Peripheral Nerve Stimulation

Published on 24/02/2015 by admin

Filed under Anesthesiology

Last modified 24/02/2015

Print this page

rate 1 star rate 2 star rate 3 star rate 4 star rate 5 star
Your rating: none, Average: 0 (0 votes)

This article have been viewed 1442 times

Chapter 16 Peripheral Nerve Stimulation

Chapter Overview

Chapter Synopsis: Electrical stimulation of a peripheral nerve (PNS) can be used to treat neuropathic pain, ideally that arises from a single nerve and often follows peripheral nerve damage. This chapter considers the issues relevant to successful PNS. The conditions most amenable to PNS include occipital neuralgia, peripheral neuropathic pain, and trigeminal branch pain. With a more regional subcutaneous stimulation, PNS can affect lower back pain and migraine headache. Similar to spinal cord stimulation, our understanding of the mechanism behind PNS is rooted in Melzack and Wall’s gate control theory of pain: stimulation of large-diameter fibers decreases the pain signaling from small-fiber neurons. Other hypotheses suggest that PNS may result in peripheral nerve block or other peripheral changes in action potential kinetics to suppress pain. PNS was traditionally delivered with a cuff electrode wrapped around the target nerve, but this can lead to perineural fibrosis. Today, plate or wire electrodes are more commonly implanted, either surgically or percutaneously. An implantable pulse generator is commonly implanted in the abdominal wall or gluteal region. With surgical implantation, a piece of fascia may be implanted between the electrode and the nerve itself, fulfilling a role analogous to the dura mater in implantation of a spinal cord stimulator. Percutaneous implantation carries its own set of considerations. More recently, the leadless bionic neuron (BION) system has been developed with an eye toward PNS.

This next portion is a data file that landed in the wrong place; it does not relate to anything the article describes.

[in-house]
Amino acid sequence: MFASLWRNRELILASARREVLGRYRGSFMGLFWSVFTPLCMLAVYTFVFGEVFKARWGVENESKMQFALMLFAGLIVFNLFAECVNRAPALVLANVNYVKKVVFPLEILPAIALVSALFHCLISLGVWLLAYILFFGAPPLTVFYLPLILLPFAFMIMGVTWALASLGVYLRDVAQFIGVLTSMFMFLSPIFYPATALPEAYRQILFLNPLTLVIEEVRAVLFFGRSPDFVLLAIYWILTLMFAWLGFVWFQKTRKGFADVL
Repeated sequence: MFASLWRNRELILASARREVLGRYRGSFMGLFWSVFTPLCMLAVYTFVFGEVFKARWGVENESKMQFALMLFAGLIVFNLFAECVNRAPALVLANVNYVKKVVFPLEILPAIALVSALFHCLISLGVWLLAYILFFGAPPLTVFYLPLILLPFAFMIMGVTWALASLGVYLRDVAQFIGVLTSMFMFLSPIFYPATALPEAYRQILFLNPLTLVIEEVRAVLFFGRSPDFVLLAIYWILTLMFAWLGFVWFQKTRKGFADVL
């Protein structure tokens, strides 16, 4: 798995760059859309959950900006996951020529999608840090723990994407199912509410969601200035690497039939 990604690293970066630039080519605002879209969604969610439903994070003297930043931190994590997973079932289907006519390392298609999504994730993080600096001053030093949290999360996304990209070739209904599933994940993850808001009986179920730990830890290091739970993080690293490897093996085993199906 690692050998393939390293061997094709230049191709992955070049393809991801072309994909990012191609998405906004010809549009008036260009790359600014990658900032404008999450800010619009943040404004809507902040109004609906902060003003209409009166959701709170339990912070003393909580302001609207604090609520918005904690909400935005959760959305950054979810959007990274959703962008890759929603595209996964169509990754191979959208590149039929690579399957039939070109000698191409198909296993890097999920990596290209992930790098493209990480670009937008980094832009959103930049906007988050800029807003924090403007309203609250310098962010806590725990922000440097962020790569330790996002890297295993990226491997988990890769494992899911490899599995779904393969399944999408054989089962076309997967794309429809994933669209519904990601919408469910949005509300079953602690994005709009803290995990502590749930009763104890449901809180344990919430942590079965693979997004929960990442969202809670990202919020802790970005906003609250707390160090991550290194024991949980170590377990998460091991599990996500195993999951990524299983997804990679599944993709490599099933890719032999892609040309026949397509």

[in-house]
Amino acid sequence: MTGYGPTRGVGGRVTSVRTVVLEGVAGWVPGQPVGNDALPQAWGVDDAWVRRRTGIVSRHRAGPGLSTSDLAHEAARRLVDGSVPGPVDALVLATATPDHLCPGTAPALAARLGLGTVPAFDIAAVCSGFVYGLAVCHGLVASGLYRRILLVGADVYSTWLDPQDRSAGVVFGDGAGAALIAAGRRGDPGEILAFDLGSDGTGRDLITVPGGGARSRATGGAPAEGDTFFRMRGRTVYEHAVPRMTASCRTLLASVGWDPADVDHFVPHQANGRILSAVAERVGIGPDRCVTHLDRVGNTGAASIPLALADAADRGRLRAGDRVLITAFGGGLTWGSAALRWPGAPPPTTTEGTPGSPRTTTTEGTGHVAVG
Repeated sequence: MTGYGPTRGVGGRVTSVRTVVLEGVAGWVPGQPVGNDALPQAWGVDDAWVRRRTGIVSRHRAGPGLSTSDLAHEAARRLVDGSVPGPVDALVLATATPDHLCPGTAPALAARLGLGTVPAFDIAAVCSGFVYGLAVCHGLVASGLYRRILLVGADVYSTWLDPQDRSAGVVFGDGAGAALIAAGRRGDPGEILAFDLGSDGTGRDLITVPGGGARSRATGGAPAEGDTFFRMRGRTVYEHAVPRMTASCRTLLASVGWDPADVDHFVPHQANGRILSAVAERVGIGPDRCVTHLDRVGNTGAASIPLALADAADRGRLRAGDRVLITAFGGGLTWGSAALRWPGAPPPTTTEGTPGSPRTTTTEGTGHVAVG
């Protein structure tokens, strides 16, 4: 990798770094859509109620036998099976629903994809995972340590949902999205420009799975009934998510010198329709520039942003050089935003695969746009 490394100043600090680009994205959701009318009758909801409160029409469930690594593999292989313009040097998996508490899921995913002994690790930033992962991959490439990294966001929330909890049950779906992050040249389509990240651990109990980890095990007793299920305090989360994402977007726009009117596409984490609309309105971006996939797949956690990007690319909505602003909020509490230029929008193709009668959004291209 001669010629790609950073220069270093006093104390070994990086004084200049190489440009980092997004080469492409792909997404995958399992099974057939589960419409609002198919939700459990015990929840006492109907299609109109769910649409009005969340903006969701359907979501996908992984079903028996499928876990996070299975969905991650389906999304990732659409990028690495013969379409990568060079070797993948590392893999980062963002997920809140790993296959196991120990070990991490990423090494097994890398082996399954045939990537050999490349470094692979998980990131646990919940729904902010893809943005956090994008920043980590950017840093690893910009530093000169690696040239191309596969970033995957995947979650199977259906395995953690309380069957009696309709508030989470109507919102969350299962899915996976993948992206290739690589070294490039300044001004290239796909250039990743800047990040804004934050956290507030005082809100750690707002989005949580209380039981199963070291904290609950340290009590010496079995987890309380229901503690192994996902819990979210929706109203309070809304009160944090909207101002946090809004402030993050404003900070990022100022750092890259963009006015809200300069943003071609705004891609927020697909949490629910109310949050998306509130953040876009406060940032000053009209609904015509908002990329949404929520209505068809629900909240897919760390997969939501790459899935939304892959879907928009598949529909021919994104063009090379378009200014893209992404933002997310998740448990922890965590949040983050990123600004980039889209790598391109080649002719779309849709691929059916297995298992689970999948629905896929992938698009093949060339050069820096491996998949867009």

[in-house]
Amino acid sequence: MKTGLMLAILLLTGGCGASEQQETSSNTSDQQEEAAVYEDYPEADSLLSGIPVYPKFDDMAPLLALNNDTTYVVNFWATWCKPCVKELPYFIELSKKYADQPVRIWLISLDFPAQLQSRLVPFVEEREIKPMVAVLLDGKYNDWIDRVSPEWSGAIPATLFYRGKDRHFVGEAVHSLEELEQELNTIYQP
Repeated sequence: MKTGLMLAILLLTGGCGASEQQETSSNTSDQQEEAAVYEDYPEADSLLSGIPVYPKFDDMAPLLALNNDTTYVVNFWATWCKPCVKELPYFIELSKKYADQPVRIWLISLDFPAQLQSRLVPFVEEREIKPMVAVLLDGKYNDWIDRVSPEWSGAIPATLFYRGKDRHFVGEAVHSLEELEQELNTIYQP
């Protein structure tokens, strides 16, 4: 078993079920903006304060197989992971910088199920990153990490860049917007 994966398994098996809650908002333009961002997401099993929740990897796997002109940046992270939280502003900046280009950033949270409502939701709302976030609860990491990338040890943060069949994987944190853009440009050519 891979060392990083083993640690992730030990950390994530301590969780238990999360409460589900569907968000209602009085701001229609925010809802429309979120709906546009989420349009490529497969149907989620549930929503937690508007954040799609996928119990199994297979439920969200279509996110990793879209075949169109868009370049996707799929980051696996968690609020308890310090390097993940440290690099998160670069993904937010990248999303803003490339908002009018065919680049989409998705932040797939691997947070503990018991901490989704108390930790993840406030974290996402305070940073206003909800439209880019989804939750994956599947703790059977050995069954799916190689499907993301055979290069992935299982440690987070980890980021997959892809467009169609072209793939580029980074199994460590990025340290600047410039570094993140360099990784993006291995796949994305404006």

Important Points:

Clinical Pearls:

Clinical Pitfalls:


Peripheral nerve stimulation (PNS) has been recognized as a treatment modality for peripheral neuropathic pain beginning with Wall and Sweet’s original description in 1967.1 By inserting percutaneous needle electrodes into their own infraorbital regions, these authors were able to test the effects of stimulation on peripheral nerves. Through stimulation with square-wave pulses at 100 Hz and with a pulse width of 100 msec, they were able to induce diminished sensation to pin prick in the area of the stimulation. This led the way to investigations of PNS as a modality for treating neuropathic pain.

The last two decades have seen an increased interest in the use of PNS with application to occipital neuralgia, facial pain, and complex regional pain syndrome.2 In addition to targeting defined peripheral nerves, clinicians are also applying the techniques of PNS to subcutaneous and regional stimulation.3,4 This has led to a number of trials assessing the efficacy of PNS for a wide array of conditions, including lower back pain, postherniorrhaphy inguinal pain, sacral pain, and migraine headaches.5

Basic Science